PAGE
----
Image via Wikimedia Commons
The advent of microarrays and advanced genomic technologies is making it easier for scientists to take a (much) closer look at some of the world's most confounding problems. Marine biologists have long wondered which pathogens are to blame for the multitude of diseases that have weakened and, in some cases, killed large tracts of coral reefs around the world. PhyloChip, a new DNA microarray developed by a team of scientists from the Lawrence Berkeley National Laboratory and UC Merced, could help shed lights on this vexing question.
A DNA microarray is a tool used by molecular biologists to analyze gene expression in a variety of organisms; it typically takes the form of a glass slide with tens of thousands of gene samples arranged in a regular pattern. Microarrays come in handy for comparing gene expression in two different cell types or tissues--healthy tissue versus diseased tissue, for example. It can also be used to examine the microbes present in a small sample of air, water, blood or tissue. (For a much more comprehensive overview of microarrays, read the National Center for Biotechnology Information's factsheet.)
The scientists are using PhyloChip to study the microbial flora living among corals off the coast of Puerto Rico. They are trying to understand whether the apparent growth in microbial diversity is the cause, or result, of the corals' diseases.
Research presented at a microbiology conference last year suggested that global warming is weakening corals, making them more susceptible to attack by the microbes that live in and around them. According to John Bythell of Newcastle University, many of the most recent mass coral deaths could be due to slight variations in microbial communities. At the time, Bythell said that future research needed to look at the causes of disease and bleaching in corals.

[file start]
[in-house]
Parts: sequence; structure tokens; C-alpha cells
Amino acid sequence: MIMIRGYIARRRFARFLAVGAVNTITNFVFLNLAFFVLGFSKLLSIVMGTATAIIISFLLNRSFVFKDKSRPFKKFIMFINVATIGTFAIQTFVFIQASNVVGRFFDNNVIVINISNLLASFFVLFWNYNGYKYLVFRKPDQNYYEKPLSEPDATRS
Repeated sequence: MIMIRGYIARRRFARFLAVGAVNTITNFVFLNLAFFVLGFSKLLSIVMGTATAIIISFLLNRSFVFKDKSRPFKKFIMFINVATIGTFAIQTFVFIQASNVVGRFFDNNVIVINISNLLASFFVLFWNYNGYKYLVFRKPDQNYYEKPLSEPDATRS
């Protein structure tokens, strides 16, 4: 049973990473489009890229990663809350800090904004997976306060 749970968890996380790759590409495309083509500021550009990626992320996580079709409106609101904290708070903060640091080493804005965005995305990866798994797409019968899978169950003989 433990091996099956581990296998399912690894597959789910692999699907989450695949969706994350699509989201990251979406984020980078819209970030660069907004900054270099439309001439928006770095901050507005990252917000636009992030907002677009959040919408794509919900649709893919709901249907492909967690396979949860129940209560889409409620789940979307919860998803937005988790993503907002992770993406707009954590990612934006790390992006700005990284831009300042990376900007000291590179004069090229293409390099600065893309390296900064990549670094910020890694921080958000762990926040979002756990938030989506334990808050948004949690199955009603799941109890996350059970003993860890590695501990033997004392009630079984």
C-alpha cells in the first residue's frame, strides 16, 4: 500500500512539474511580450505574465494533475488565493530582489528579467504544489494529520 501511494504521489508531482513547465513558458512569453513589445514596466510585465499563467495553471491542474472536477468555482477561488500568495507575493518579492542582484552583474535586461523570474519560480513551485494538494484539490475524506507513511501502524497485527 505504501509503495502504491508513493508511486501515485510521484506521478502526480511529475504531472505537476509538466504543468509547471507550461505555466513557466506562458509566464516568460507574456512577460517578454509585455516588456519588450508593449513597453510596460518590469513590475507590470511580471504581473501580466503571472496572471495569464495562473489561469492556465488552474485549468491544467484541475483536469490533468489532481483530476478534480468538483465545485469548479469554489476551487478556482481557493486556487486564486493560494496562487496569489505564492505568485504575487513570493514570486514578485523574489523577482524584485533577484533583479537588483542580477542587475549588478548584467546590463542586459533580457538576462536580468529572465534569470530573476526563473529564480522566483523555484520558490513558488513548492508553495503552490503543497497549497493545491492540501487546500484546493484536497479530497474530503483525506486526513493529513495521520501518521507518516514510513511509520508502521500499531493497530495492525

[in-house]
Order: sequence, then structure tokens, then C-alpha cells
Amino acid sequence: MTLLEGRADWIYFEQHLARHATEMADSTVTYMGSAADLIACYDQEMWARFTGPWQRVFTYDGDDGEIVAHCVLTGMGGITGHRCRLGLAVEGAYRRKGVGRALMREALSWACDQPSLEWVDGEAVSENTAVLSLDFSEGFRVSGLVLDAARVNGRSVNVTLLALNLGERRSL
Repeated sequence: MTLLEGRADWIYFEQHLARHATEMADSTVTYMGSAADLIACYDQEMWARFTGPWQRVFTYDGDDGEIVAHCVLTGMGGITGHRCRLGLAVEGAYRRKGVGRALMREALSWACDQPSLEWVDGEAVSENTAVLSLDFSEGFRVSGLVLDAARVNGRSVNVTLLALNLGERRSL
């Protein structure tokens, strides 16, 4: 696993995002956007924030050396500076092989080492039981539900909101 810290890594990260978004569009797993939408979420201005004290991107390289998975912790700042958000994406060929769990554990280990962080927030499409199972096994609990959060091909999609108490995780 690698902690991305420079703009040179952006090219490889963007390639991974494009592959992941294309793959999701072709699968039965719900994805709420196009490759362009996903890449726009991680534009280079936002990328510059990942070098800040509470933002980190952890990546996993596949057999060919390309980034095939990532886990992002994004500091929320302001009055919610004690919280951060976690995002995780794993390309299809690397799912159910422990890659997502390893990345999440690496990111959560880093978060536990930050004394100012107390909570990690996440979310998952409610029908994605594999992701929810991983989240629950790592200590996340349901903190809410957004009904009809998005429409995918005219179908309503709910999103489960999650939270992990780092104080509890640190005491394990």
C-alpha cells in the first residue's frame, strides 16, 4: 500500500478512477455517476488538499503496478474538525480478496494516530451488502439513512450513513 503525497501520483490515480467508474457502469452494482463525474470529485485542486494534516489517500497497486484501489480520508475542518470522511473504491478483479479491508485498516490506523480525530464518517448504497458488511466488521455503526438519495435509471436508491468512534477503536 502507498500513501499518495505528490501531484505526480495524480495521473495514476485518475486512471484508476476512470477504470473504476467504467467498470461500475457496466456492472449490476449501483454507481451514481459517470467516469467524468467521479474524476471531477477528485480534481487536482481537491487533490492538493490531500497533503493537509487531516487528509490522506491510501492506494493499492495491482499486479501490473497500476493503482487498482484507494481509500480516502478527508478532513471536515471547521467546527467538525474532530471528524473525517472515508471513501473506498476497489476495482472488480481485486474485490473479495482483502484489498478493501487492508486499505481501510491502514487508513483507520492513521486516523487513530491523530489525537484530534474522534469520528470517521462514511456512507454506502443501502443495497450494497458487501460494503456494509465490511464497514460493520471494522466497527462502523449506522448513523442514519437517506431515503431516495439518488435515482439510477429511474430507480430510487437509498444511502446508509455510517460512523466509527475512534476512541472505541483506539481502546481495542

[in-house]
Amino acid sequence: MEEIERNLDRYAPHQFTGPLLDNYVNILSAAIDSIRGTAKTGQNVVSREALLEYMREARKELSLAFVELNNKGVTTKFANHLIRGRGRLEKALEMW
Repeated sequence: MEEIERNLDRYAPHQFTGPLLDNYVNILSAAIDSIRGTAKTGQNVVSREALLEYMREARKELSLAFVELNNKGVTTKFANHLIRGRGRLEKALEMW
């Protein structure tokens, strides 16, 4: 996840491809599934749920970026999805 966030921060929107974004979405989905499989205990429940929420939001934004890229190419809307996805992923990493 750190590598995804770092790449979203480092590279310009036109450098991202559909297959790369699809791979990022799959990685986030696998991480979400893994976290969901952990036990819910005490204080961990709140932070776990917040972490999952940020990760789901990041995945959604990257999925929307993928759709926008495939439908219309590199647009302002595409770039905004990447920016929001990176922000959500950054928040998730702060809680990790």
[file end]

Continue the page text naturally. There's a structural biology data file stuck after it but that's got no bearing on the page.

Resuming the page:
Image via Lawrence Berkeley National Laboratory
This is part of what Todd DeSantis and his colleagues hope to accomplish with their innovative credit card-sized chip, which can identify up to 9,000 different species of microbes. With it, the researchers will conduct a thorough assessment of the reefs' microbial community to determine which are associated with ailing corals.
Image via ARC Centre of Excellence
"We need to determine what comes first: the disease or the microbial population change. We don't know if the disease-associated microbial population kills the coral, or if the microbes are simply feeding on dead coral tissue," DeSantis said. So far, the chip has already helped them detect new species and has overturned some of their early assumptions. The technology, which is available for licensing, could eventually be used to identify reef microbiota around the world.